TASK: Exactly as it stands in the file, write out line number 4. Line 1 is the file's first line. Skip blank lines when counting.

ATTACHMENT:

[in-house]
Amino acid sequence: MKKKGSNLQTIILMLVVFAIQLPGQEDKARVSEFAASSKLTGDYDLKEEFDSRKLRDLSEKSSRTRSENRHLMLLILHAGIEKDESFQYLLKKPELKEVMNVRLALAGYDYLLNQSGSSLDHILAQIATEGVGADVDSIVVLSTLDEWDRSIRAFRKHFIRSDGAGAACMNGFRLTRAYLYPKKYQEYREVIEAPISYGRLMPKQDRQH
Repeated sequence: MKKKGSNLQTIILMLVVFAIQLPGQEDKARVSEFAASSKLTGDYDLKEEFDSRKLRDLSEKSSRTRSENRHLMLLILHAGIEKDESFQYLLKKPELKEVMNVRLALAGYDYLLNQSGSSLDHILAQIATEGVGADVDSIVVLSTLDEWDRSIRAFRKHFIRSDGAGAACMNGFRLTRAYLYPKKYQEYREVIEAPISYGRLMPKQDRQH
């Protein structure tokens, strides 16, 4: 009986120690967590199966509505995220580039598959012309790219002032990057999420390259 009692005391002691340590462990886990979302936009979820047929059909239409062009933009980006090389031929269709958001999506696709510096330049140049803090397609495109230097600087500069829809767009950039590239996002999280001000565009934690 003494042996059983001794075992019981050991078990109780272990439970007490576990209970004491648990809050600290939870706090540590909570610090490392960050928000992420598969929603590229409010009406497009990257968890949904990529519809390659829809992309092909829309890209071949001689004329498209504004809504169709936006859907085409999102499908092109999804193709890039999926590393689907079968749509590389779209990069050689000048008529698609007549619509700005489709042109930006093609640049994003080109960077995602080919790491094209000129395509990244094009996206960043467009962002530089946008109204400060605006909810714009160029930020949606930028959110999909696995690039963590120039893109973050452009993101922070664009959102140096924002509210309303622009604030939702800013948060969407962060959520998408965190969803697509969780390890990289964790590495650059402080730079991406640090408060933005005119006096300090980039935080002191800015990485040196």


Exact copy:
């Protein structure tokens, strides 16, 4: 009986120690967590199966509505995220580039598959012309790219002032990057999420390259 009692005391002691340590462990886990979302936009979820047929059909239409062009933009980006090389031929269709958001999506696709510096330049140049803090397609495109230097600087500069829809767009950039590239996002999280001000565009934690 003494042996059983001794075992019981050991078990109780272990439970007490576990209970004491648990809050600290939870706090540590909570610090490392960050928000992420598969929603590229409010009406497009990257968890949904990529519809390659829809992309092909829309890209071949001689004329498209504004809504169709936006859907085409999102499908092109999804193709890039999926590393689907079968749509590389779209990069050689000048008529698609007549619509700005489709042109930006093609640049994003080109960077995602080919790491094209000129395509990244094009996206960043467009962002530089946008109204400060605006909810714009160029930020949606930028959110999909696995690039963590120039893109973050452009993101922070664009959102140096924002509210309303622009604030939702800013948060969407962060959520998408965190969803697509969780390890990289964790590495650059402080730079991406640090408060933005005119006096300090980039935080002191800015990485040196």